The Surface’s 5-megapixel front camera is a little more interesting. It comes loaded with Microsoft’s Windows Hello feature, which pairs the main camera with a separate sensor that can read spatial information. The Surface uses the tech to scan and record registered users’ faces. Once scanned, the Surface in theory will automatically unlock when it detects a registered user’s face – removing the need for you to enter your password each time you turn it on.
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The feature is a great addition that makes it quicker and easier to secure the Surface Pro 4 and in general works very well. However, on a few occasions WIndows Hello would act up and refuse to recognise my face. In these instances I had to wait a good two minutes for the Pro 4 to give up on Windows Hello and let me manually enter my password.
The 5-megapixel camera can be used to take selfies, although photo quality is sub-par compared to most smartphones. However, it’s more than good enough for video calling on Skype and Google Hangouts.
Microsoft Surface Pro 4 – Battery
Microsoft quotes the Surface Pro 4 as having the same nine-hour mixed-use battery life as the Surface Pro 3.
With average use, and the screen brightness in the recommended setting, Microsoft’s quoted life rang true. Regular use entailed using the Surface Pro 4 as my primary home and work machine, checking emails and social media feeds throughout the day, sporadically browsing the web, watching a few episodes of Gilmore Girls on Netflix and half an hour of casual gaming.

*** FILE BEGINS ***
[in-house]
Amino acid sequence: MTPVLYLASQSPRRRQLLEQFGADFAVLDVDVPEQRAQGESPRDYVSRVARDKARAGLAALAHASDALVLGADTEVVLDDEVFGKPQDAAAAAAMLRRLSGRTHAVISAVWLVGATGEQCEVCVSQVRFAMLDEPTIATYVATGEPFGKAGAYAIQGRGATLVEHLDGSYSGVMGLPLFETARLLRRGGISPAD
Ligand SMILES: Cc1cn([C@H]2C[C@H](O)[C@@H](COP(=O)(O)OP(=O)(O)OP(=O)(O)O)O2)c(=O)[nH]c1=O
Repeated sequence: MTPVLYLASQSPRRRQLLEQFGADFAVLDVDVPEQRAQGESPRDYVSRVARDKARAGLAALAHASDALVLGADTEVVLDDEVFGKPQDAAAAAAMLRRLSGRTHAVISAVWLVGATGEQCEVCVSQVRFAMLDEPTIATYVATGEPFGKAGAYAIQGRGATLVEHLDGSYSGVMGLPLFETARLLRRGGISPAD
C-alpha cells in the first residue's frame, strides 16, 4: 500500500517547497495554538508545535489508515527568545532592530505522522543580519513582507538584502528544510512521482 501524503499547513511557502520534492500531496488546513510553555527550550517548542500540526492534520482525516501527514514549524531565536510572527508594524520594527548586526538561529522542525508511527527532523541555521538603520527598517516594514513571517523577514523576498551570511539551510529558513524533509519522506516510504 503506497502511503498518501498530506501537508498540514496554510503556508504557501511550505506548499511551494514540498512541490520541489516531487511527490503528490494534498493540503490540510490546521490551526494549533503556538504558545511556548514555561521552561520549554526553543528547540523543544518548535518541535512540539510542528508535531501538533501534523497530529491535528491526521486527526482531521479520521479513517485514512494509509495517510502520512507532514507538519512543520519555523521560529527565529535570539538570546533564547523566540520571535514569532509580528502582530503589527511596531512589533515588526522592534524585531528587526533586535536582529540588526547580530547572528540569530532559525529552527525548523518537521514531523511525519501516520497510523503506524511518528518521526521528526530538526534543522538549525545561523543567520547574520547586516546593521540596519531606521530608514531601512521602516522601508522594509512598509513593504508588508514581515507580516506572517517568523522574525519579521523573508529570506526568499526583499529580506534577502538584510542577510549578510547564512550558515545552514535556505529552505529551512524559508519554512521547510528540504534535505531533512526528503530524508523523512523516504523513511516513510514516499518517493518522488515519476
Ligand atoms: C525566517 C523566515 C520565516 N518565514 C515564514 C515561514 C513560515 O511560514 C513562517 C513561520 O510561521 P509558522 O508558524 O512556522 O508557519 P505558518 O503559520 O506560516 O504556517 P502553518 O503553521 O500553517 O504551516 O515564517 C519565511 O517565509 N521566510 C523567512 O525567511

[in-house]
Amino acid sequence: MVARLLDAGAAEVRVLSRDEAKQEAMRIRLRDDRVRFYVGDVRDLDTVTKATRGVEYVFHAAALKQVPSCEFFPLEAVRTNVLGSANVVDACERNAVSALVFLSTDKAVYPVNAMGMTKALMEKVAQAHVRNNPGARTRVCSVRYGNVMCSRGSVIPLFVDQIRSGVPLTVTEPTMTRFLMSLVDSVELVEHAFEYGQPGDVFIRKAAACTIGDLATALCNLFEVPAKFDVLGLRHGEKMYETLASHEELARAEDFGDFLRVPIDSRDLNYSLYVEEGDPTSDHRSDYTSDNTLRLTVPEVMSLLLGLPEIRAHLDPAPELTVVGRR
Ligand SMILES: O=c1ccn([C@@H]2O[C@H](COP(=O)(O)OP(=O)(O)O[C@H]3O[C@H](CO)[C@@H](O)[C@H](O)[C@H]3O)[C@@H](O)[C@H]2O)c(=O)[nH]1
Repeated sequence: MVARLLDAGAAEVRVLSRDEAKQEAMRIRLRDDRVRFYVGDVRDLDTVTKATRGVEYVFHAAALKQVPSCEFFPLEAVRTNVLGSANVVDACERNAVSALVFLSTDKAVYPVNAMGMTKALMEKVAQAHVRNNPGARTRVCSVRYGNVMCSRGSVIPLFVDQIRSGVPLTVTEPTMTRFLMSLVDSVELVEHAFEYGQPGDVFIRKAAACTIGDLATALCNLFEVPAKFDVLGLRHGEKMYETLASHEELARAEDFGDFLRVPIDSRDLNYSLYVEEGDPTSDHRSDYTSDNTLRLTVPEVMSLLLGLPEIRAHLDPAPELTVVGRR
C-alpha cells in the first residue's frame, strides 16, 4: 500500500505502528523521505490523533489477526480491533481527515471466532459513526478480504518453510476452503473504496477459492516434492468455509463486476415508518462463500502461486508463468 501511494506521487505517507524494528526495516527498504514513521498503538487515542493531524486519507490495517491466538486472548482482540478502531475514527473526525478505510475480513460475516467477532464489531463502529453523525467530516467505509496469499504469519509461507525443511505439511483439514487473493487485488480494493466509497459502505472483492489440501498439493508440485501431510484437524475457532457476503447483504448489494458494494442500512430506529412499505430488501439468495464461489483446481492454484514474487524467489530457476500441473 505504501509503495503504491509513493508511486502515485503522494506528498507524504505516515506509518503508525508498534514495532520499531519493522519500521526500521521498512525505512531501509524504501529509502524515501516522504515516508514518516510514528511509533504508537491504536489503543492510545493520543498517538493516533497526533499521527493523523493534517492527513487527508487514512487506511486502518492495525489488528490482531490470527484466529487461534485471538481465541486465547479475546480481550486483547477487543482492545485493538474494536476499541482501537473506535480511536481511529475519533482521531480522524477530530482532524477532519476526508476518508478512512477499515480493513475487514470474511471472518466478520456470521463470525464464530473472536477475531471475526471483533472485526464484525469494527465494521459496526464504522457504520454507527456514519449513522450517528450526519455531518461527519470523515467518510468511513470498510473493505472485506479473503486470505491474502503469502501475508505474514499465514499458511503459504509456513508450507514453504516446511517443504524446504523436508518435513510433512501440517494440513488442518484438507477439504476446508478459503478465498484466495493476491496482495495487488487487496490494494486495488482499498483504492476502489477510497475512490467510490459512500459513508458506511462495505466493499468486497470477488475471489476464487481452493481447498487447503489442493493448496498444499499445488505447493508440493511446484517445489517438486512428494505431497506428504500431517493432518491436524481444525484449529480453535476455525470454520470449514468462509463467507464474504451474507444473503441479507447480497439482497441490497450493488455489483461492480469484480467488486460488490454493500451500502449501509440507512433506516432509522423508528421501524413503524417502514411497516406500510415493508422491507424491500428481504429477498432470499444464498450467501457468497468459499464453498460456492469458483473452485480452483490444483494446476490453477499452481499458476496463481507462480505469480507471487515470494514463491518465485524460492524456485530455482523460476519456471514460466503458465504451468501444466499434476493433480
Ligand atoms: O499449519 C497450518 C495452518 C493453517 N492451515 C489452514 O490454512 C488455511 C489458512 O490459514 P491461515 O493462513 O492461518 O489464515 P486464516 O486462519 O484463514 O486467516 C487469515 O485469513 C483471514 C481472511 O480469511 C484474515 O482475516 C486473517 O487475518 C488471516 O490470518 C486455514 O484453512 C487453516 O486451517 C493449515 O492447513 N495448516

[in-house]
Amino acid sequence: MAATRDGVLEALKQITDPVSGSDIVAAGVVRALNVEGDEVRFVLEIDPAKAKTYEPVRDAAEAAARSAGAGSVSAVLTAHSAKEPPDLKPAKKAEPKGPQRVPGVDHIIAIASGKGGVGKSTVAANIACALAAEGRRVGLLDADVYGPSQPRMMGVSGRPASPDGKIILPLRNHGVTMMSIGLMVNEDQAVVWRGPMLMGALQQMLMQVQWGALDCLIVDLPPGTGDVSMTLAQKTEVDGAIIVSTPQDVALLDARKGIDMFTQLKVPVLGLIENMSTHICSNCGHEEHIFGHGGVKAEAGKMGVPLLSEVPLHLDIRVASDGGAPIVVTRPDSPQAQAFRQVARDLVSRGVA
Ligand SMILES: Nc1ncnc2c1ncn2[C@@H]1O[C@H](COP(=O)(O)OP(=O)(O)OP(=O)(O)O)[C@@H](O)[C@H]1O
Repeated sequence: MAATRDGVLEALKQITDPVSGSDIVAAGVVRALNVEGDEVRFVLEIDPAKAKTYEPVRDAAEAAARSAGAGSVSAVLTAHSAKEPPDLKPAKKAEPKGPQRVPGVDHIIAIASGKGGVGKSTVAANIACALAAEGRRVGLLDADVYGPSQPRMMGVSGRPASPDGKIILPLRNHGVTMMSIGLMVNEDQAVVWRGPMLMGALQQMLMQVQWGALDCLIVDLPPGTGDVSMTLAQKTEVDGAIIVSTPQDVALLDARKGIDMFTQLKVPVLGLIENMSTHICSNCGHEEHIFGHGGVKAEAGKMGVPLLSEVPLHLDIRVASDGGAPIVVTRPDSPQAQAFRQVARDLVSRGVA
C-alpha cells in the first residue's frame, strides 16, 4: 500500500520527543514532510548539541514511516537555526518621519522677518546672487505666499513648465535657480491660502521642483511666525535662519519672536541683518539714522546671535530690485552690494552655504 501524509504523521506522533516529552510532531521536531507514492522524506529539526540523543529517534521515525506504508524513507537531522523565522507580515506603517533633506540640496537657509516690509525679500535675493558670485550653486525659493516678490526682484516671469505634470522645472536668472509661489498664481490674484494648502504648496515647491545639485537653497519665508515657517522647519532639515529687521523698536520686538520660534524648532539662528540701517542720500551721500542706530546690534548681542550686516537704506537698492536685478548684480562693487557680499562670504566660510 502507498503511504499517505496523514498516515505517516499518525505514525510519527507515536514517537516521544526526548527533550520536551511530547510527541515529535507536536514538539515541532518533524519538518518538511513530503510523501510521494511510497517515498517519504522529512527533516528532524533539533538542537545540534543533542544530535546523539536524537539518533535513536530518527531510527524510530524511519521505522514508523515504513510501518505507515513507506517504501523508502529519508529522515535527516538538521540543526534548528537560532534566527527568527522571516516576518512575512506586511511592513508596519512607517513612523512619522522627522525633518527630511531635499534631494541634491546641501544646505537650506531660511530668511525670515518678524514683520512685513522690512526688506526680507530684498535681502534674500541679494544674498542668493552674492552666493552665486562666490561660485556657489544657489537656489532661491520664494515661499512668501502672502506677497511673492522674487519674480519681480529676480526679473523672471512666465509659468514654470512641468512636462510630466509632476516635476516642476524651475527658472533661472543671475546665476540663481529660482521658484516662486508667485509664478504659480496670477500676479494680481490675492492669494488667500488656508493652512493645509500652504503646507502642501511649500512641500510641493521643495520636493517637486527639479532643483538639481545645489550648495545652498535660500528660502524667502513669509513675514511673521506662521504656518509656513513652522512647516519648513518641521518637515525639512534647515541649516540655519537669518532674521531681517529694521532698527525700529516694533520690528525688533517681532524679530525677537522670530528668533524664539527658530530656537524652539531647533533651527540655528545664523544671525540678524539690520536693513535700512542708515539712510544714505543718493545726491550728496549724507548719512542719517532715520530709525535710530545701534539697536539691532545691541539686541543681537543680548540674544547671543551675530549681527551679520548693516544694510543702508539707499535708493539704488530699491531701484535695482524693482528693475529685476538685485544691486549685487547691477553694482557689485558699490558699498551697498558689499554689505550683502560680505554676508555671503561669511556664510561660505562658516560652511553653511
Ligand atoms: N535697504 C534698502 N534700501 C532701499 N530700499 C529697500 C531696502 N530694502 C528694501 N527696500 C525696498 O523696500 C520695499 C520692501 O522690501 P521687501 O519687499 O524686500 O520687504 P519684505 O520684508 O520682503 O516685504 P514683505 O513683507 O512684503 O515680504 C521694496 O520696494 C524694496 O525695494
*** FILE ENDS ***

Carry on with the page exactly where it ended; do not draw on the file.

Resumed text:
With more demanding tasks, the battery life dropped. When streaming videos on Netflix, the Surface Pro 4 discharged between 13-17% per hour. This isn’t great by iPad and Android tablet standards, but is pretty impressive for a Windows device. Other Windows tablets I’ve tested generally discharge between 15-25% per hour when video streaming.
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Gaming was similarly draining on the Surface Pro 4. Playing moderately demanding titles such as Deathwatch and Divinity, the Pro discharged between 18-25% of its battery. This is solid by laptop standards, but slightly below average for a tablet.
Microsoft Surface Pro 4 – Sound Quality